When she got out of the hospital, she found cruel messages all over Facebook saying she deserved it and how they hoped she was dead. She later moved to another city to live with her Mom, and was doing much bettter but social media brought her nightmare back. Six months later people started posting photos of bleach and ditches, tagging them to her name, saying she should try a different kind of bleach. She made a video (below) and posted it on YouTube, simultaneously crying out for help and trying to help other victims who are going through something similar.
Sadly, her struggle ended in tragedy. On 6pm last Wednesday, Amanda Todd was found dead in her home in Port Coquitlam after committing suicide.
I know that many people may have already heard about her story, but as a blogger, I wanted to do my part to share her story so that her tragic life helps people understand what can be done to prevent these
situations from happening. Situations like Amanda’s are complicated with many different issues at play. Certainly nothing that can be covered by the usual articles written by news agencies. Bear with me as this is a long post, but I wanted to do the topic justice.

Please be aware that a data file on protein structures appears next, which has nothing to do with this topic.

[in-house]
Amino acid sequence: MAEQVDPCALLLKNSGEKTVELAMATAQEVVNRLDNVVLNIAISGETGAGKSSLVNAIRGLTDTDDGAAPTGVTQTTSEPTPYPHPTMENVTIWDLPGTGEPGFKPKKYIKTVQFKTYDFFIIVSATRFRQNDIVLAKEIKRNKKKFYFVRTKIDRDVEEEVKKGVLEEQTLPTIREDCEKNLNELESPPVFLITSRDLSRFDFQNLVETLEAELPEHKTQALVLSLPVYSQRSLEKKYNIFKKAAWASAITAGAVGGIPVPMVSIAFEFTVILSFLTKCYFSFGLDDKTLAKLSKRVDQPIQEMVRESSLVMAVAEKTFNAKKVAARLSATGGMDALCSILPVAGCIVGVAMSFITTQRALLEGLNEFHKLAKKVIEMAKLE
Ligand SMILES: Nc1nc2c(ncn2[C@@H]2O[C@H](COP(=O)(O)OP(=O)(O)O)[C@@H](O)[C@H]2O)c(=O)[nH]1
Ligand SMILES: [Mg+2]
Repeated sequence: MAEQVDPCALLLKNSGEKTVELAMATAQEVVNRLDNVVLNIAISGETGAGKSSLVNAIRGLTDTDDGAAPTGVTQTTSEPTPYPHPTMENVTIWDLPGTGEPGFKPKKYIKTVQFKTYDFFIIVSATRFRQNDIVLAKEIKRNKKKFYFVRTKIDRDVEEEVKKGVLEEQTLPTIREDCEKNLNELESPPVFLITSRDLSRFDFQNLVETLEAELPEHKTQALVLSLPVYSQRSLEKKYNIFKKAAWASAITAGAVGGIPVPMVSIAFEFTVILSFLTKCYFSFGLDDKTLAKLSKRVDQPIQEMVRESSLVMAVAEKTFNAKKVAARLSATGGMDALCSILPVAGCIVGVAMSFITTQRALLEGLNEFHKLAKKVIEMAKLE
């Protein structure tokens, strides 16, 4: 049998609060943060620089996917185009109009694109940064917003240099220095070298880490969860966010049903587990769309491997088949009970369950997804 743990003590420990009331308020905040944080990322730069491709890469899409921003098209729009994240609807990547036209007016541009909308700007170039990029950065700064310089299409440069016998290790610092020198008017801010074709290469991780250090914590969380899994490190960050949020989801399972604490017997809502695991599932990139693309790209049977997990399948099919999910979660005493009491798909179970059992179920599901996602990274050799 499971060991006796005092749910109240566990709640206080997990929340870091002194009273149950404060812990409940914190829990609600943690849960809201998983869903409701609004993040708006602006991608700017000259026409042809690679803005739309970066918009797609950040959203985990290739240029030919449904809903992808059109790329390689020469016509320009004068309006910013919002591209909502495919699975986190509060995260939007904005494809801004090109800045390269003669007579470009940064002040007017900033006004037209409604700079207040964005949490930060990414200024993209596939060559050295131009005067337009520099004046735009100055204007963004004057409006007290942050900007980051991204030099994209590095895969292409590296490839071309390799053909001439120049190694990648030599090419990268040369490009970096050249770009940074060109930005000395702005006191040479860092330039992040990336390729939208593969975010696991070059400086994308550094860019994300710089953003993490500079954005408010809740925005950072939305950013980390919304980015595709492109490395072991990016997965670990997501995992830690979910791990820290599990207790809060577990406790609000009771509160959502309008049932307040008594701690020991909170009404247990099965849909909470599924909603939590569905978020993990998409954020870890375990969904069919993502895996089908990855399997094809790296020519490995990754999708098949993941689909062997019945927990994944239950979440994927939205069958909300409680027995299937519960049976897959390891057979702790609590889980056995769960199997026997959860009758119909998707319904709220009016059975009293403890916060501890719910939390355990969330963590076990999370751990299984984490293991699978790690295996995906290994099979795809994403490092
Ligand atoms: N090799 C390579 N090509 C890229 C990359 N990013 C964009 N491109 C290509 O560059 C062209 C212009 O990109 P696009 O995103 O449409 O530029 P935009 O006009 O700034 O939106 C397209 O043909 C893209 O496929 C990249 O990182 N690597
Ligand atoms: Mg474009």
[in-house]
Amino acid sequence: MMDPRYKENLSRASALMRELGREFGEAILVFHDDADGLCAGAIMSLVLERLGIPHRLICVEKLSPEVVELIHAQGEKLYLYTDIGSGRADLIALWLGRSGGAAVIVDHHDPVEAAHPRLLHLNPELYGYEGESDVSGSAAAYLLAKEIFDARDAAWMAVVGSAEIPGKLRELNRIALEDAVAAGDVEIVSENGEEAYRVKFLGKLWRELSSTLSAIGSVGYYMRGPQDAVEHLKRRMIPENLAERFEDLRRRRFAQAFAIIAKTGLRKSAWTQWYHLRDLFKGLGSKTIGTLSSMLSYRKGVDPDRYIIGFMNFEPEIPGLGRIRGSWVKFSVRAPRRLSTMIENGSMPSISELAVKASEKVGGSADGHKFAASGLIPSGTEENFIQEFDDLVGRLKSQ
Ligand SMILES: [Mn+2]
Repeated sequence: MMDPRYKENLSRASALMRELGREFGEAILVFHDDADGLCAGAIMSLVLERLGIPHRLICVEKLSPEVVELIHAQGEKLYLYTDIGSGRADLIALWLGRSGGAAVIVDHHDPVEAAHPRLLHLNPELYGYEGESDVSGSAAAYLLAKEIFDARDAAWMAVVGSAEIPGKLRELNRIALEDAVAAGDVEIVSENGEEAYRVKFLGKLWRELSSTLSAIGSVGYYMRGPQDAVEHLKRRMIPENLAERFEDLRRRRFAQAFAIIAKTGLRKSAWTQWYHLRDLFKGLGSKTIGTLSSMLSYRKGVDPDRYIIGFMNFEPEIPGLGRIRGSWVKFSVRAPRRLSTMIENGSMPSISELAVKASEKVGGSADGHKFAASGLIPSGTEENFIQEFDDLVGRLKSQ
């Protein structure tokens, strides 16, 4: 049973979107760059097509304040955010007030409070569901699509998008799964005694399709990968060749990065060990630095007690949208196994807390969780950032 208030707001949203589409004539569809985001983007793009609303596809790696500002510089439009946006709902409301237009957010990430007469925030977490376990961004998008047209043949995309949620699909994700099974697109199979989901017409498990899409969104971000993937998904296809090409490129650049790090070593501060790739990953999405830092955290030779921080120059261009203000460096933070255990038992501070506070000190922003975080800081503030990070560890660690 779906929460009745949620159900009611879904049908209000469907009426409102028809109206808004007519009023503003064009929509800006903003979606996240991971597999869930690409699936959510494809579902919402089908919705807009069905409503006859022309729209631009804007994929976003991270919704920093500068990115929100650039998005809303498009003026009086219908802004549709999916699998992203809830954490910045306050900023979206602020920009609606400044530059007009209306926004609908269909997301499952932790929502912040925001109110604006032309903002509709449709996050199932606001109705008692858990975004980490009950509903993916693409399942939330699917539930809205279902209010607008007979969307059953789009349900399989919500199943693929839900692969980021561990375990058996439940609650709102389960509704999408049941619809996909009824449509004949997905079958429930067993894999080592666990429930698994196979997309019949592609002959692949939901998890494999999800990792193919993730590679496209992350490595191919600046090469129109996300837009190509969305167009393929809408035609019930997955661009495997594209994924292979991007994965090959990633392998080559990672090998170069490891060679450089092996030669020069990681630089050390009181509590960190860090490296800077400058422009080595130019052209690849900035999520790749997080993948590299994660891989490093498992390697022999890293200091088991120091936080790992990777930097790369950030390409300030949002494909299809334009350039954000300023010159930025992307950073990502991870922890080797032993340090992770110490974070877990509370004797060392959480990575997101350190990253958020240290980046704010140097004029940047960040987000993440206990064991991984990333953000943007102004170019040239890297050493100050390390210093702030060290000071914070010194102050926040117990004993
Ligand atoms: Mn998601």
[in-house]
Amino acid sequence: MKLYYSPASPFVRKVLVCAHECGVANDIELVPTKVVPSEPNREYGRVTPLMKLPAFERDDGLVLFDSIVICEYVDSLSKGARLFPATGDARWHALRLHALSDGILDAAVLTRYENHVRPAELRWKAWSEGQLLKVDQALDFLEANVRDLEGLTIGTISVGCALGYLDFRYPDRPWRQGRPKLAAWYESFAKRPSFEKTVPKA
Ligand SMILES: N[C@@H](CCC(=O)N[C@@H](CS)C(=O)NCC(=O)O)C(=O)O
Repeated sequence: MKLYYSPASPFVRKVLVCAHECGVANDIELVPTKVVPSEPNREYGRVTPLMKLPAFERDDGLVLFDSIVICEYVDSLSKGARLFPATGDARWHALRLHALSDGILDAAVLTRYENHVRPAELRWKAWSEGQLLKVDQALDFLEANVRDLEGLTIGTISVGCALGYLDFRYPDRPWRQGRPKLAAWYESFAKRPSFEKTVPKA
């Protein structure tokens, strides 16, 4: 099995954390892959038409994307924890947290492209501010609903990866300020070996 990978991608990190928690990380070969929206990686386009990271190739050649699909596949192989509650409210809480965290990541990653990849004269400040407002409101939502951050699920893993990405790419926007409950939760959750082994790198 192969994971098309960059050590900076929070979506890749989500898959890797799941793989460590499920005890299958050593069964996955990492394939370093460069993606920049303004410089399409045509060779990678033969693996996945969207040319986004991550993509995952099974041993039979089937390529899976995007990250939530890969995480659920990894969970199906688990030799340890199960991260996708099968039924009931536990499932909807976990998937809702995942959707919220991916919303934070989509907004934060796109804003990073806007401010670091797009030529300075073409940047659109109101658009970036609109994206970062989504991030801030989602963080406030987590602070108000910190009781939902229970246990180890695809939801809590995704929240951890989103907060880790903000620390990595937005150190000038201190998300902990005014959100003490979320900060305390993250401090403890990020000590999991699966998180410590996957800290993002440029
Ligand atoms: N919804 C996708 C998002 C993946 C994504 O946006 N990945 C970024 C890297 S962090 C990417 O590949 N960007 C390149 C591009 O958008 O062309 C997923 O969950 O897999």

More than Simple “Cyber Bullying”
Cyber bullying has become a fashionable term to describe the abusive behaviours of youth using modern technology and the Internet, including the case of Amanda Todd. This term, however, downplays the severity of the what happened. A term like “bullying”, in whatever form, has the connotation that it’s something those hate-mongering youths will simply grow out of. Amanda’s was not a case of casual name-calling. All the nameless youths that participated in Amanda’s defamation, online or in person, all contributed to create the situation that ruined her life and led to her death. This tragedy has left everyone asking, what can be done to stop this from happening? Because it is not a simple situation, there are no simple answers. There are many levels on which the situation can be handled in my mind.
Increasing Awareness of Media Messaging & Societal Influences on Young Women